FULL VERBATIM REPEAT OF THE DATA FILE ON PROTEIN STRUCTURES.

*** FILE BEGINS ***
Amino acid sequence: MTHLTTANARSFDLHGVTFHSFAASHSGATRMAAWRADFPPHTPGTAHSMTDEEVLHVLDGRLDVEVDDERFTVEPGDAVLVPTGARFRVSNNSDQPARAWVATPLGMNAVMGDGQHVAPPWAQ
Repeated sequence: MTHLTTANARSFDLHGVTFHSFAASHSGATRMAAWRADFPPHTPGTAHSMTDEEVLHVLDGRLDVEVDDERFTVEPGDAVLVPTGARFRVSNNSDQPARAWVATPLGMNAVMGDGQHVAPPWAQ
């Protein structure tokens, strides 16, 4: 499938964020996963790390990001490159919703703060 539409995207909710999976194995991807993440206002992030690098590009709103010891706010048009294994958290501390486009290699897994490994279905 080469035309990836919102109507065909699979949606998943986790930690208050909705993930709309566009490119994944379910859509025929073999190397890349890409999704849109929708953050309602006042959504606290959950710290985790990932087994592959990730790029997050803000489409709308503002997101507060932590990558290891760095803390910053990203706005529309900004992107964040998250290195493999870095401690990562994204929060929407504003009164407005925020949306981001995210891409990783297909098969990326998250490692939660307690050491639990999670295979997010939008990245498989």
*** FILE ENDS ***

Amino acid sequence: MTHLTTANARSFDLHGVTFHSFAASHSGATRMAAWRADFPPHTPGTAHSMTDEEVLHVLDGRLDVEVDDERFTVEPGDAVLVPTGARFRVSNNSDQPARAWVATPLGMNAVMGDGQHVAPPWAQ
Repeated sequence: MTHLTTANARSFDLHGVTFHSFAASHSGATRMAAWRADFPPHTPGTAHSMTDEEVLHVLDGRLDVEVDDERFTVEPGDAVLVPTGARFRVSNNSDQPARAWVATPLGMNAVMGDGQHVAPPWAQ
């Protein structure tokens, strides 16, 4: 499938964020996963790390990001490159919703703060 539409995207909710999976194995991807993440206002992030690098590009709103010891706010048009294994958290501390486009290699897994490994279905 080469035309990836919102109507065909699979949606998943986790930690208050909705993930709309566009490119994944379910859509025929073999190397890349890409999704849109929708953050309602006042959504606290959950710290985790990932087994592959990730790029997050803000489409709308503002997101507060932590990558290891760095803390910053990203706005529309900004992107964040998250290195493999870095401690990562994204929060929407504003009164407005925020949306981001995210891409990783297909098969990326998250490692939660307690050491639990999670295979997010939008990245498989």